Where There’s a Will There’s a Way


Bayan is a 14-year-old displaced from Jissr Alshoughour to Lebanon. Like all displaced children, she left school without attending any other, but one of the NGOs there helped her learn how to read and write. Several years later, Bayan and her family, except her father, moved to al-Hameh in Rural Damascus. There, Bayan’s mother went to the al-Salam Community Center seeking help and the benefit from the Livelihood Programme.

Based on the family needs that Bayan’s mother registered, her daughter was referred to the Child Protection case manager. During the interview, the mother talked about her daughter, who, in addition to the problem of dropout, suffered from a significant hearing loss of up to 70%. The latter greatly affected her articulation, psychological state and made her suffer from severe nervousness resulting from the inability of others to understand what she wanted. With the mother's consent, the case manager interviewed Bayan and noticed how introverted and unresponsive she was. She also discovered that the only way to communicate with Bayan was through drawing, which she excelled at.

Consequently, a plan was developed by the case manager, in partnership with Bayan’s mother. Accordingly, Bayan was integrated within the individual reinforcement sessions, where the Education Department Supervisor assigned a volunteer to accompany and teach her for four months. In addition, Bayan was referred to two programmes: The Informal Education Programme, where she was taught how to write, and the Psychosocial Intervention through puppetry Programme. Despite all the difficulties Bayan encountered in talking and communicating with her peers in the group, she was very committed and found an alternative and very special means of communication through drawing, where she helped teach her peers how to draw and concluded the session by making a distinguished doll.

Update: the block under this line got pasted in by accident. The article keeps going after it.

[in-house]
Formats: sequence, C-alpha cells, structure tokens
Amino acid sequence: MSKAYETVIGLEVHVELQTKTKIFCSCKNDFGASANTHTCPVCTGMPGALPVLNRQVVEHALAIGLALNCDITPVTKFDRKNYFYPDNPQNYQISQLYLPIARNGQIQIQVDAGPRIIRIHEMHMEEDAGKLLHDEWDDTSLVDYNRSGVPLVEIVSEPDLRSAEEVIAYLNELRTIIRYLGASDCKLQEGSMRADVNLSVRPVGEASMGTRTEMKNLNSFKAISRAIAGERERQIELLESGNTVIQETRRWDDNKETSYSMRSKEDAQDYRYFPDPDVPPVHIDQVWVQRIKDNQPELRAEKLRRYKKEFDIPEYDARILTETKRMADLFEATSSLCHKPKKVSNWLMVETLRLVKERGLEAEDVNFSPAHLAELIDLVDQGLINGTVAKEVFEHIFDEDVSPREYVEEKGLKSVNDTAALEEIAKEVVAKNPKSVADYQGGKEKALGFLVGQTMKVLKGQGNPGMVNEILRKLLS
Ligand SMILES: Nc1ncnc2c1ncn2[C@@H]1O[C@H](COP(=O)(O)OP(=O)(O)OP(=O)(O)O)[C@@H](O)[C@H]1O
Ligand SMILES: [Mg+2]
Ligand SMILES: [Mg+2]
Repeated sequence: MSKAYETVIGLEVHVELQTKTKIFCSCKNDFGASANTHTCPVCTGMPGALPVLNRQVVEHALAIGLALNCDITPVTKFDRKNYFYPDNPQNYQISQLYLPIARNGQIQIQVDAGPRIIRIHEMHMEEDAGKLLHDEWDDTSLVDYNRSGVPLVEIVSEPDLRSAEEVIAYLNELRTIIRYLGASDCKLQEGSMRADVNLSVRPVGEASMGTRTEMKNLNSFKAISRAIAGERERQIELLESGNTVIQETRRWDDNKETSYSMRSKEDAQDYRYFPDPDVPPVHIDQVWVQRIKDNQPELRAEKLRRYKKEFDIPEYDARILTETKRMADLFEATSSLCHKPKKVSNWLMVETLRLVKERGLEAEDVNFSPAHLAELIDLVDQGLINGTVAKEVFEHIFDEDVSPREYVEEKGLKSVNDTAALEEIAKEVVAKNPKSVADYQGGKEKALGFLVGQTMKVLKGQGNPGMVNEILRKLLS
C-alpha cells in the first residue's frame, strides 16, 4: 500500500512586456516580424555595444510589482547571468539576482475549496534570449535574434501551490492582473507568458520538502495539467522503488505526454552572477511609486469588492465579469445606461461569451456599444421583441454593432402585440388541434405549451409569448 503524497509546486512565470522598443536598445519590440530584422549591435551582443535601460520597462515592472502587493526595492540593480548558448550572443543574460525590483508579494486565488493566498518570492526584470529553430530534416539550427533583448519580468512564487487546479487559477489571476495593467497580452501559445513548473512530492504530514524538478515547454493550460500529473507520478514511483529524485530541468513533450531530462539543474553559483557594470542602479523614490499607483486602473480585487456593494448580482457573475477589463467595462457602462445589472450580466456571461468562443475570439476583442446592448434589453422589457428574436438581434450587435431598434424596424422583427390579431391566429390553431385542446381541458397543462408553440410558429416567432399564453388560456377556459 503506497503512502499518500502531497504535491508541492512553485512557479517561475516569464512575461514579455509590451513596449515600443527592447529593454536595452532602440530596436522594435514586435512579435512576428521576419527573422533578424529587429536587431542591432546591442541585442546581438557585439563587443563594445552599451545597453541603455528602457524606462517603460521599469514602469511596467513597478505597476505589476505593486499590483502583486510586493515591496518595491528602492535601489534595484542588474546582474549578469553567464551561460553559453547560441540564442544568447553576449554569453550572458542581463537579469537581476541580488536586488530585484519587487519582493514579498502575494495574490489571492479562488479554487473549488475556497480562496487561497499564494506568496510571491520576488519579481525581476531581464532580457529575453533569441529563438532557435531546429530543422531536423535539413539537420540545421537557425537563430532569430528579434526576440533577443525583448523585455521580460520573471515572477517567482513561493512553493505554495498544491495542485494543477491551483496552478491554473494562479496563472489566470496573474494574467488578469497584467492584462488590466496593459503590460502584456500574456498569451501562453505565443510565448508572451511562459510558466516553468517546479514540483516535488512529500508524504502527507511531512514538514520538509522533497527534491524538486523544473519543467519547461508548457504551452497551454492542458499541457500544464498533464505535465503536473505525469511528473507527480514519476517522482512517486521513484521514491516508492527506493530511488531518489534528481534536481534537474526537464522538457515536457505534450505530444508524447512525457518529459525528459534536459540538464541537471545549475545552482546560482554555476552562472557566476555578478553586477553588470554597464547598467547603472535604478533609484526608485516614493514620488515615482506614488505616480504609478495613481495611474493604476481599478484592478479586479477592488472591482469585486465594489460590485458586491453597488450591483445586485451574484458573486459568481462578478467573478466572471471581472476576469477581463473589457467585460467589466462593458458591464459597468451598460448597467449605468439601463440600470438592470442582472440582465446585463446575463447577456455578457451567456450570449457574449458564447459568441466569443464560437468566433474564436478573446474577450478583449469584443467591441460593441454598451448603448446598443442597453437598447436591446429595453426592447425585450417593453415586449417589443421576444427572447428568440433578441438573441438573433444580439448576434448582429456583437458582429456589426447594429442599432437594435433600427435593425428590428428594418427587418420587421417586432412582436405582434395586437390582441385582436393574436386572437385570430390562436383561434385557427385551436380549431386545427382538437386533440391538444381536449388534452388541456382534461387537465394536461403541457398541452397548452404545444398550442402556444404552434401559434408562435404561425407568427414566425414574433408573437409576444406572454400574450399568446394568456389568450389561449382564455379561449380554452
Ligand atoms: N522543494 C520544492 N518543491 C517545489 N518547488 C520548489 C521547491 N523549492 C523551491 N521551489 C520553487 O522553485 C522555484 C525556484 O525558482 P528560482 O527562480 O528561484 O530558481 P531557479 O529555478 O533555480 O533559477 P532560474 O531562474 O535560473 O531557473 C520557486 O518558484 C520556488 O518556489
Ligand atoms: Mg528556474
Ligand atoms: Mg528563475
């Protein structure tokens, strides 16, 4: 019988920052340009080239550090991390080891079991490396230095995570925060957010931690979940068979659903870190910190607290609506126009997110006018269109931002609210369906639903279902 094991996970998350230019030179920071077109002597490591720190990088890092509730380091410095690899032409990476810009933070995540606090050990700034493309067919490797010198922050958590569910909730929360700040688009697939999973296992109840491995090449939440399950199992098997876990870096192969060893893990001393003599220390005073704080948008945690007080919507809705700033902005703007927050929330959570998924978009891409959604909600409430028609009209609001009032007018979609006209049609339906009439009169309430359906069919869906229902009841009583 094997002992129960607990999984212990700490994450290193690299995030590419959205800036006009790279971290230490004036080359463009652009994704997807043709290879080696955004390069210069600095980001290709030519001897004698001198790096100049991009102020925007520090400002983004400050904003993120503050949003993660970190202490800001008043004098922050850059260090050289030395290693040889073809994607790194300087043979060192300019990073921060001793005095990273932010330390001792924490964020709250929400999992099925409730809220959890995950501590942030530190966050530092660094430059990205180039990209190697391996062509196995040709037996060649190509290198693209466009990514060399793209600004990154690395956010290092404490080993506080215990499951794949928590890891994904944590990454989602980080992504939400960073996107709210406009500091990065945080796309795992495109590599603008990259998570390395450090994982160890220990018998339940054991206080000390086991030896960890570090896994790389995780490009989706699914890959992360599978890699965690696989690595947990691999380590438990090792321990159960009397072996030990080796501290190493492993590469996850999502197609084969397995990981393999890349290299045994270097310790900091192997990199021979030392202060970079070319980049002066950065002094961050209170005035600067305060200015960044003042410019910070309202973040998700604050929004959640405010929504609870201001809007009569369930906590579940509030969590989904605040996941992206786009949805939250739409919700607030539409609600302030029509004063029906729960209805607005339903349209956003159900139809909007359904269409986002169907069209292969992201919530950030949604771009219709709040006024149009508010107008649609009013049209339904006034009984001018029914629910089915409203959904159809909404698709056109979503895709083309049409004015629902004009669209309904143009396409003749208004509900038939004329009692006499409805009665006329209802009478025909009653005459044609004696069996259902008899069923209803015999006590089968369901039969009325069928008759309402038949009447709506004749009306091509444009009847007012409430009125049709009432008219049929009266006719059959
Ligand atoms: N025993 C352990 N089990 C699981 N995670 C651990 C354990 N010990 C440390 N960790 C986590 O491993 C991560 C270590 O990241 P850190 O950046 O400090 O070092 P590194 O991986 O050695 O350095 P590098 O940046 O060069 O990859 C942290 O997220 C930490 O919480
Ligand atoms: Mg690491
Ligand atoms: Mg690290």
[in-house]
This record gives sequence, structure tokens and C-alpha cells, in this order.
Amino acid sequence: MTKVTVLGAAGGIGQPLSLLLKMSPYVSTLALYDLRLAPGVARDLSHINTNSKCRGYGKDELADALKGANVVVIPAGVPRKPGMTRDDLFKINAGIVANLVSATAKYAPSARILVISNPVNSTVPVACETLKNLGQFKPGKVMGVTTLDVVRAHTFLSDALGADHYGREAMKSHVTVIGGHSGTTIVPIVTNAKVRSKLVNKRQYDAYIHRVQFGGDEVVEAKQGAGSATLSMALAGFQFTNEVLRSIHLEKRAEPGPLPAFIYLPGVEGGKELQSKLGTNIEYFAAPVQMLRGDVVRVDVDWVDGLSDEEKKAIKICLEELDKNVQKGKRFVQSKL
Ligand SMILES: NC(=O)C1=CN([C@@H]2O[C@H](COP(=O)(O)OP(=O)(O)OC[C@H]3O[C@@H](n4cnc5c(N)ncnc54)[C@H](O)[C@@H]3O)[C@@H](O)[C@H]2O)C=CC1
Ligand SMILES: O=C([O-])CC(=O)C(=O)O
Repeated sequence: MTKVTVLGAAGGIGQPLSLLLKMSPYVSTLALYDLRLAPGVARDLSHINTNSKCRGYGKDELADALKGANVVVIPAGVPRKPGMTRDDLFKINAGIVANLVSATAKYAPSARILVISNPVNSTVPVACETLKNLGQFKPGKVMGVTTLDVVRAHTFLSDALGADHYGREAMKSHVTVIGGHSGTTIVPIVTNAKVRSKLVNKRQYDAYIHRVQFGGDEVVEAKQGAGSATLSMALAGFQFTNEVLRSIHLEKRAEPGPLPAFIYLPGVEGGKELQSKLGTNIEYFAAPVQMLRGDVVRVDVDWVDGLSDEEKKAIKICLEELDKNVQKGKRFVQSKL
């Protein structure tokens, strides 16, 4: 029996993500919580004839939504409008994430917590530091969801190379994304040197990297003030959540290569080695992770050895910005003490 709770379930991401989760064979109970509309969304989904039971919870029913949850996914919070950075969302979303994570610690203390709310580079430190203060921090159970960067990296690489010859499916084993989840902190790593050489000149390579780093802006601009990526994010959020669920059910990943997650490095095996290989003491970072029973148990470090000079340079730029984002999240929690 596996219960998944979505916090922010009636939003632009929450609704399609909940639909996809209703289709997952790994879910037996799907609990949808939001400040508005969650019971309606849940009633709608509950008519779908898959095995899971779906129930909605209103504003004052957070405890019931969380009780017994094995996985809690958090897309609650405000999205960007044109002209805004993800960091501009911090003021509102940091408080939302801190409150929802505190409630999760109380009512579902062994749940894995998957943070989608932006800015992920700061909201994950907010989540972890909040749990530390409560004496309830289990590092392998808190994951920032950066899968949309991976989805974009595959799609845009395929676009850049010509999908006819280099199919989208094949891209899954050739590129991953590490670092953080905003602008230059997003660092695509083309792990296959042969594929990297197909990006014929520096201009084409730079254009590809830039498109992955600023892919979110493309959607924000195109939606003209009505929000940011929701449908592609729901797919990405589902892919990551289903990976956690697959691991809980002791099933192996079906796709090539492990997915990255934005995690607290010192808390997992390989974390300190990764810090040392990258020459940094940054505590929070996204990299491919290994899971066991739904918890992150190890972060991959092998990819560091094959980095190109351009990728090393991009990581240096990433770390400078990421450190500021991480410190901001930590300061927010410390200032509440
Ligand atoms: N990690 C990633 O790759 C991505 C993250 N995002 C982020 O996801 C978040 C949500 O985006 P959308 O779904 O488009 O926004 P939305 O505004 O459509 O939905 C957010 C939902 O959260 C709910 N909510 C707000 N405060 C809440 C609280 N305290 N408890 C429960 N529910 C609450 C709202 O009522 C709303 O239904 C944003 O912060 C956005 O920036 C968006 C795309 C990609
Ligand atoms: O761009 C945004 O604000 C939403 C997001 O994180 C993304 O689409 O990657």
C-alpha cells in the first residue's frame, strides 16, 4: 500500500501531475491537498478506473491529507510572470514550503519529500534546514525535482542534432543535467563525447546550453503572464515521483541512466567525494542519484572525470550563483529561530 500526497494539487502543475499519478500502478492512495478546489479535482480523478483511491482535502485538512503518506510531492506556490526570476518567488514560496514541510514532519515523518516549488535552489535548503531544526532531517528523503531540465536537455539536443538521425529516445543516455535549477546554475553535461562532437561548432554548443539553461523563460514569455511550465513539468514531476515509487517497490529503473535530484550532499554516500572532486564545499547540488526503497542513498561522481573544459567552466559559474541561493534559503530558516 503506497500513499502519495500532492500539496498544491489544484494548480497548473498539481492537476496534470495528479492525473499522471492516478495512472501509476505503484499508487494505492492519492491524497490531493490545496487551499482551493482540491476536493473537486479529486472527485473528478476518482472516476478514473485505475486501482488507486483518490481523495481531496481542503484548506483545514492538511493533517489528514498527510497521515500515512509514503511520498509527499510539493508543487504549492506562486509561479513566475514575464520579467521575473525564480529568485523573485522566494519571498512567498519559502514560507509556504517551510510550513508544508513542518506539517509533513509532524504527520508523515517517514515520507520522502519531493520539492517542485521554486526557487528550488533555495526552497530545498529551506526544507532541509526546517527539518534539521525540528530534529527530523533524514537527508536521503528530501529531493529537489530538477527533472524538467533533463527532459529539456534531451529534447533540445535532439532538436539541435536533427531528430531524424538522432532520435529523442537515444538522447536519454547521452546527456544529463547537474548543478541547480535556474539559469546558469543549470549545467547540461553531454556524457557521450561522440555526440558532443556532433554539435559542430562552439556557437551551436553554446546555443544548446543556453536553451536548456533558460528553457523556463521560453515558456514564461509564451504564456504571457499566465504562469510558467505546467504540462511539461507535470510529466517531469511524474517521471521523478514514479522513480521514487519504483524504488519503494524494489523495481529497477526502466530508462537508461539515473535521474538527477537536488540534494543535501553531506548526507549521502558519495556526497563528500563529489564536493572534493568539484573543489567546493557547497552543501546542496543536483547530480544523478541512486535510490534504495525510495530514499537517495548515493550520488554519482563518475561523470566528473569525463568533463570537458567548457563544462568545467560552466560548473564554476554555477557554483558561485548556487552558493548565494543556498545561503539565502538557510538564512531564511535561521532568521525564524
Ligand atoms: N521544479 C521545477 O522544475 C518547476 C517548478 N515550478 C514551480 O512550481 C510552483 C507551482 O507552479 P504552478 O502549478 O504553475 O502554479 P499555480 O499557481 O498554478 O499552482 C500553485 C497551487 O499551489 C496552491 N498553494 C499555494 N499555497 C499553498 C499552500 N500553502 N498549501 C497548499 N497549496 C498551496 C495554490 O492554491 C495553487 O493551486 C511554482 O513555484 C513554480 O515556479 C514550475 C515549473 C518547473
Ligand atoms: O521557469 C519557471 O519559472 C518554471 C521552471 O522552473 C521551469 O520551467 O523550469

After a period of continuous work and follow-up of Bayan’s progress and responsiveness, which was punctuated by the coordination between facilitators, activity supervisors and the Child Protection case manager, and Bayan’s cooperation and persistence in overcoming all obstacles and difficulties; Bayan became an extrovert and active member in all the Child Protection activities. There, she started participating with her peers in dance activities as well as activities implemented at Dar al-Karama for Elderly and People with Specific Needs Care.

To top it all off, Bayan was referred to the International Medical Corps (IMC) and offered a hearing aid, because her hearing was our priority. Also, there was a coordination with the Deaf and Mute School so that she could register there with the help of one of the center’s volunteers. After passing the placement test, she was enrolled in 7th grade.

Bayan’s mother expressed her daughter’s progress by saying:” Bayan changed drastically. She started articulating letters she was never able to utter, and I started depending on her more-just like her other siblings- especially after she became able to distinguish the days and pronounce words from her siblings’ books.”